Breaking down Bruins' dominance over rival Canadiens in season series

Nick Goss
NBC Sports Boston

BOSTON -- The Boston Bruins gave the rival Montreal Canadiens a painful reminder Wednesday night that these two franchises are headed in opposite directions as the 2019-20 regular season enters its final stage.

The B's dominated the Canadiens in a 4-1 victory at TD Garden that closed the season series between the NHL's most historic rivals. Boston won three of the four games, including a pair of home wins and a road victory at the Bell Centre in Montreal.

"Overall, one of the better ones this year," Bruins forward David Pastrnak said of his team's latest performance. "I think we played the whole 60 minutes. There's been games where we've been really, really good but couldn't keep that up for the whole game. Today, I think we controlled the game the whole game and didn't give up much. Just stuck to our plan, so, definitely one of the better ones.

"We all knew about their speed. They have some speed in their lineup, so we were getting ready for that. They came out pretty hard, they're fighting (for a playoff spot). We knew they were going to come hard, they were pretty physical, but we were able to match that. We don't mind playing those kinds of games."

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The Bruins have the best record in the league at 35-11-12. They very much look like a team poised to make another deep playoff run after coming up just a win short of a Stanley Cup title last season. The Canadiens, meanwhile, are likely going to miss the playoffs for the fourth time in five seasons. They are seven points behind a playoff spot in the Atlantic Division and eight points from the second wild-card berth in the Eastern Conference.

"They're a well-structured team," Canadiens forward Brendan Gallagher said. "They play tight. They don't give up much. That's why they are where they are right now. They made it tough on us. We weren't able to counter it enough to get around their goalie, and once they scored the first goal, they're comfortable in this building."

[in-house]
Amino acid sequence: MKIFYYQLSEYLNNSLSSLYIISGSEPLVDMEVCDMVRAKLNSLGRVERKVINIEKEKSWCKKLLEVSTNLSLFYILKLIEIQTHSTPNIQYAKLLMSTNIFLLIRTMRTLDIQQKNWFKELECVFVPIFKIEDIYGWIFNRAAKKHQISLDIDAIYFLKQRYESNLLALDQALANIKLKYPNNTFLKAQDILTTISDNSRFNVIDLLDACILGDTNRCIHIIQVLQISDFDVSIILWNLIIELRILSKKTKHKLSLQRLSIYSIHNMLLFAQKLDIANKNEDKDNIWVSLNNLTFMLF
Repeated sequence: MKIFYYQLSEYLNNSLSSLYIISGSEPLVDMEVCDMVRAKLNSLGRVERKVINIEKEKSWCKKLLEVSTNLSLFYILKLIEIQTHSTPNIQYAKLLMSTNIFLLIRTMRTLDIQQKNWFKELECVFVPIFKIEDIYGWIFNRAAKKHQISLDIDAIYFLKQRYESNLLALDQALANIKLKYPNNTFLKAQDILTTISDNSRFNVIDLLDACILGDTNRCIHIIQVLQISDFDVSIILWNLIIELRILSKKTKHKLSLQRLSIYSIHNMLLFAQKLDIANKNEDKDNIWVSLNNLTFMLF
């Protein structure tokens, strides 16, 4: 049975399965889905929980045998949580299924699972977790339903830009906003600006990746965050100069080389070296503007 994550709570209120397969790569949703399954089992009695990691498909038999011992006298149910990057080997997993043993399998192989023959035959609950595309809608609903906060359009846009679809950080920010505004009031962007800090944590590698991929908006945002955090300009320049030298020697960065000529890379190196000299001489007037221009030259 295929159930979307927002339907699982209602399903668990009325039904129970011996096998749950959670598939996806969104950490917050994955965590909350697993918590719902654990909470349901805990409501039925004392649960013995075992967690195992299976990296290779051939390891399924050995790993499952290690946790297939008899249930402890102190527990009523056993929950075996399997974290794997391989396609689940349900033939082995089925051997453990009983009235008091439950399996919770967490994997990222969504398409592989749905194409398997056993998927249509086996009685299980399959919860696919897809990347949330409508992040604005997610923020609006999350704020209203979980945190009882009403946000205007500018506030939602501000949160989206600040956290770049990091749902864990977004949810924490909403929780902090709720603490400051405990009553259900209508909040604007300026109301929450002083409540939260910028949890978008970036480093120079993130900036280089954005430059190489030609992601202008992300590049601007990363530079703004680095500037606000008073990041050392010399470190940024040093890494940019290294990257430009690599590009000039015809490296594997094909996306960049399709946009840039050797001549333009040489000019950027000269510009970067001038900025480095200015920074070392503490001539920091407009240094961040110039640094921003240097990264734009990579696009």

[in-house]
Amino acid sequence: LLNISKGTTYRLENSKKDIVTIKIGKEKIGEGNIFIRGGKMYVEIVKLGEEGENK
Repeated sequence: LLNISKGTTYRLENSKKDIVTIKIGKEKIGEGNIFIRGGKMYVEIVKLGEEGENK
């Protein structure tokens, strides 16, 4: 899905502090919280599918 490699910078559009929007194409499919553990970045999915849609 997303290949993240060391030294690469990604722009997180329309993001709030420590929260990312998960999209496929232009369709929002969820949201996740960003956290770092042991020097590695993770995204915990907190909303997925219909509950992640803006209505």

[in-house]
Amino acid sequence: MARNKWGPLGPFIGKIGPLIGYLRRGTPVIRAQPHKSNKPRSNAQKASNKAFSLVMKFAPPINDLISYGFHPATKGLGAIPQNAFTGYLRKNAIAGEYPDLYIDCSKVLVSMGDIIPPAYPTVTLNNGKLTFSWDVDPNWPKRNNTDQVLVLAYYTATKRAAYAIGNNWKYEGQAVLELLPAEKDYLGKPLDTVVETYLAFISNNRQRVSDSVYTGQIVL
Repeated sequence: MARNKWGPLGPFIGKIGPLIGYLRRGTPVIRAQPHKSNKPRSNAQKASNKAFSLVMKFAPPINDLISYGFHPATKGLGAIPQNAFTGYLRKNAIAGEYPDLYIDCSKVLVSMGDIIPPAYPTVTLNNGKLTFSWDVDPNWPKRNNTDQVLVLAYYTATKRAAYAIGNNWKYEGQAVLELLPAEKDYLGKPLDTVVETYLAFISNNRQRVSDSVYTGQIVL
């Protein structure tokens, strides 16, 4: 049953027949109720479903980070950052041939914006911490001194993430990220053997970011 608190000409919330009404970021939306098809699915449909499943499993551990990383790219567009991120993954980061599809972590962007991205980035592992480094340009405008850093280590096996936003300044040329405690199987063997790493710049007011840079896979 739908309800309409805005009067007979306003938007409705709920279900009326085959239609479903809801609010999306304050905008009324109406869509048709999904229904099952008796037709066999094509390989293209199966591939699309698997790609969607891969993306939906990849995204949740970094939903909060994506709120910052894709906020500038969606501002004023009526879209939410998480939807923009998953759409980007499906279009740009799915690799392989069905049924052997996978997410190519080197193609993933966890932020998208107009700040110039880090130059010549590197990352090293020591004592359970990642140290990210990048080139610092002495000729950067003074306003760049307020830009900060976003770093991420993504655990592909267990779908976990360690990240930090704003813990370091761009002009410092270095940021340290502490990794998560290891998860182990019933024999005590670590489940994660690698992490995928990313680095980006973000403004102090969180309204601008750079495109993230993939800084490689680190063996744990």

Here's a quick breakdown of the Bruins-Canadiens season series.

Goals scored: 19 Bruins, 8 Canadiens
Montreal had no answer for Boston's "Perfection Line" of Brad Marchand, Patrice Bergeron and Pastrnak. Boston's top trio scored 10 goals in four games versus the Canadiens, and Pastrnak had eight of them, including two hat tricks. His latest hat trick came Wednesday night, giving him a league-leading 41 goals.

Special teams: A Bruins advantage in all areas
The Bruins' power-play also was quite effective with five goals in 10 opportunities with the man advantage. Boston scored at least one power-play goal in each of the four games versus Montreal, including Pastrnak's third goal Wednesday night.

Even when the Bruins power play didn't score, it still made the Canadiens penalty kill work pretty hard. Boston generated 28 shot attempts, 18 shots on goal, 12 scoring chances and nine high-danger scoring chances during its 10 power plays.

The Bruins' penalty kill was even better in the season series, surrendering zero goals in eight shorthanded situations. Boston gave up just 12 shot attempts and two high-danger scoring chances to Montreal's power play.

Goaltending: Carey Price falters
Tuukka Rask and Jaroslav Halak outplayed Carey Price, and this was a pivotal factor in the Bruins winning the season series. Rask has struggled against the Canadiens in the past, but he held his own this season. He made 28 saves on 29 shots on Wednesday for his second victory over Montreal. He finishes with a 2-1 record, a .921 save percentage and a 2.35 GAA versus the Canadiens. Halak made 36 saves on 37 shots in Boston's 8-1 beatdown of the Canadiens back in November.

Price gave up five goals on 11 shots in barely more than a period versus the Bruins in that 8-1 loss. He went 0-4 with an .860 save percentage and a 4.35 GAA against Boston this season.

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Breaking down Bruins' dominance over rival Canadiens in season series originally appeared on NBC Sports Boston

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